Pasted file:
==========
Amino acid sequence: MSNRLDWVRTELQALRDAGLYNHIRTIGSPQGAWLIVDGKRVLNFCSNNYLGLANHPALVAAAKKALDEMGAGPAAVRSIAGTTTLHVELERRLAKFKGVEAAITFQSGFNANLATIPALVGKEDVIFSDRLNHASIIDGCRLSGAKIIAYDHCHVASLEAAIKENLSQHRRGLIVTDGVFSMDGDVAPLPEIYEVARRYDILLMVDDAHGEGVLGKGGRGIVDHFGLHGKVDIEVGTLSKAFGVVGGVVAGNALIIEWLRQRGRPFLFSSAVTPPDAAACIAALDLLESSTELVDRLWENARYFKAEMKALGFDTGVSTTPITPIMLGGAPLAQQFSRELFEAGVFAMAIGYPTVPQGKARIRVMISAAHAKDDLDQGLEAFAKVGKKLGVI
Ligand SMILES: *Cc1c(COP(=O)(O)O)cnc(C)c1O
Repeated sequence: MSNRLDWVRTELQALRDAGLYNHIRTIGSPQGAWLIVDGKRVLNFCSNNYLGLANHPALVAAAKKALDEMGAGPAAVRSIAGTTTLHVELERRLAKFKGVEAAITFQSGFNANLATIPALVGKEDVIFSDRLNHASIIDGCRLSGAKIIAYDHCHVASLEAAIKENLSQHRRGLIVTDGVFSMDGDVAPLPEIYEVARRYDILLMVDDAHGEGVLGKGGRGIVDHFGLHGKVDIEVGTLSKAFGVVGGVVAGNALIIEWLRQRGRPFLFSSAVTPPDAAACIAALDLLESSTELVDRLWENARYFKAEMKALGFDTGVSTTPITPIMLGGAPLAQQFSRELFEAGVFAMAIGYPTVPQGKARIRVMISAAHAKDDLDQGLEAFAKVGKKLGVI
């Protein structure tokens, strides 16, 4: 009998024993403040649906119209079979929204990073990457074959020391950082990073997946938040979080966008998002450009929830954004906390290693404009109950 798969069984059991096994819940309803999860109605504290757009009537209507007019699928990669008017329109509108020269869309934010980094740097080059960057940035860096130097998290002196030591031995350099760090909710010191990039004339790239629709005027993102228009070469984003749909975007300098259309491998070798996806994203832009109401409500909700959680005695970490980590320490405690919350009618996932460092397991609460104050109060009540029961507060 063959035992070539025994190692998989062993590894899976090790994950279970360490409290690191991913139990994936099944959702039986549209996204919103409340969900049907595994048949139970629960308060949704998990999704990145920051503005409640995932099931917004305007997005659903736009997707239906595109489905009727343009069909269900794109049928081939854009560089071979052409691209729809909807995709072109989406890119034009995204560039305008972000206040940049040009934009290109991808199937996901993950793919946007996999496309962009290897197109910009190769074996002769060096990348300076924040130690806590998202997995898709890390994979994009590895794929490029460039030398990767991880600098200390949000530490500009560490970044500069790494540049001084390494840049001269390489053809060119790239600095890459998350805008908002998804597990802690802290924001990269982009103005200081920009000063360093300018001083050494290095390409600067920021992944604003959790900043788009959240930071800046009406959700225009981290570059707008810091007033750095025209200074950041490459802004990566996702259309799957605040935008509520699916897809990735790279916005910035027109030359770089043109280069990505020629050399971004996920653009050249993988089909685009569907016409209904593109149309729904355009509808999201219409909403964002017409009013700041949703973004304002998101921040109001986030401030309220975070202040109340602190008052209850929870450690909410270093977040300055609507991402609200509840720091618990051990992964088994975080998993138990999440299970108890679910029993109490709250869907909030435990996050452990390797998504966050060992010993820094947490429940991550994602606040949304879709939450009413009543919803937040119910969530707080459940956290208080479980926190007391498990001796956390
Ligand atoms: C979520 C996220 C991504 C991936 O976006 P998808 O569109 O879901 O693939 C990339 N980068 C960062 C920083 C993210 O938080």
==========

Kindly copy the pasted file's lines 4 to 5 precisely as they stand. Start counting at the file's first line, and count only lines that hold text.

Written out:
């Protein structure tokens, strides 16, 4: 009998024993403040649906119209079979929204990073990457074959020391950082990073997946938040979080966008998002450009929830954004906390290693404009109950 798969069984059991096994819940309803999860109605504290757009009537209507007019699928990669008017329109509108020269869309934010980094740097080059960057940035860096130097998290002196030591031995350099760090909710010191990039004339790239629709005027993102228009070469984003749909975007300098259309491998070798996806994203832009109401409500909700959680005695970490980590320490405690919350009618996932460092397991609460104050109060009540029961507060 063959035992070539025994190692998989062993590894899976090790994950279970360490409290690191991913139990994936099944959702039986549209996204919103409340969900049907595994048949139970629960308060949704998990999704990145920051503005409640995932099931917004305007997005659903736009997707239906595109489905009727343009069909269900794109049928081939854009560089071979052409691209729809909807995709072109989406890119034009995204560039305008972000206040940049040009934009290109991808199937996901993950793919946007996999496309962009290897197109910009190769074996002769060096990348300076924040130690806590998202997995898709890390994979994009590895794929490029460039030398990767991880600098200390949000530490500009560490970044500069790494540049001084390494840049001269390489053809060119790239600095890459998350805008908002998804597990802690802290924001990269982009103005200081920009000063360093300018001083050494290095390409600067920021992944604003959790900043788009959240930071800046009406959700225009981290570059707008810091007033750095025209200074950041490459802004990566996702259309799957605040935008509520699916897809990735790279916005910035027109030359770089043109280069990505020629050399971004996920653009050249993988089909685009569907016409209904593109149309729904355009509808999201219409909403964002017409009013700041949703973004304002998101921040109001986030401030309220975070202040109340602190008052209850929870450690909410270093977040300055609507991402609200509840720091618990051990992964088994975080998993138990999440299970108890679910029993109490709250869907909030435990996050452990390797998504966050060992010993820094947490429940991550994602606040949304879709939450009413009543919803937040119910969530707080459940956290208080479980926190007391498990001796956390
Ligand atoms: C979520 C996220 C991504 C991936 O976006 P998808 O569109 O879901 O693939 C990339 N980068 C960062 C920083 C993210 O938080």